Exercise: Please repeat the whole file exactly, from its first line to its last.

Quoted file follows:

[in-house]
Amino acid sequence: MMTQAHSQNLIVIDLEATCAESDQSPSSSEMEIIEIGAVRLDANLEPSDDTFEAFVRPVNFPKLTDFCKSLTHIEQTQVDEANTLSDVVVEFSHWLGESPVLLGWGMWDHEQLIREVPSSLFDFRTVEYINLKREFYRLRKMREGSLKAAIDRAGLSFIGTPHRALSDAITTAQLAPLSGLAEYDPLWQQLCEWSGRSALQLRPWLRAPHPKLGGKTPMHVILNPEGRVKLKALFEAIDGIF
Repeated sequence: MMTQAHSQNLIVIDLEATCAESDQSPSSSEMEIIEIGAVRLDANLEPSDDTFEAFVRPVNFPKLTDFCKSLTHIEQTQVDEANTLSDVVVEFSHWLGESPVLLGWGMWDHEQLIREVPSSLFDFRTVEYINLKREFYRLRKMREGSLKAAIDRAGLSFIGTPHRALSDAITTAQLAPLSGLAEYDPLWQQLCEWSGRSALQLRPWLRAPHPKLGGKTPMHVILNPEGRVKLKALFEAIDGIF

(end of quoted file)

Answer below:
[in-house]
Amino acid sequence: MMTQAHSQNLIVIDLEATCAESDQSPSSSEMEIIEIGAVRLDANLEPSDDTFEAFVRPVNFPKLTDFCKSLTHIEQTQVDEANTLSDVVVEFSHWLGESPVLLGWGMWDHEQLIREVPSSLFDFRTVEYINLKREFYRLRKMREGSLKAAIDRAGLSFIGTPHRALSDAITTAQLAPLSGLAEYDPLWQQLCEWSGRSALQLRPWLRAPHPKLGGKTPMHVILNPEGRVKLKALFEAIDGIF
Repeated sequence: MMTQAHSQNLIVIDLEATCAESDQSPSSSEMEIIEIGAVRLDANLEPSDDTFEAFVRPVNFPKLTDFCKSLTHIEQTQVDEANTLSDVVVEFSHWLGESPVLLGWGMWDHEQLIREVPSSLFDFRTVEYINLKREFYRLRKMREGSLKAAIDRAGLSFIGTPHRALSDAITTAQLAPLSGLAEYDPLWQQLCEWSGRSALQLRPWLRAPHPKLGGKTPMHVILNPEGRVKLKALFEAIDGIF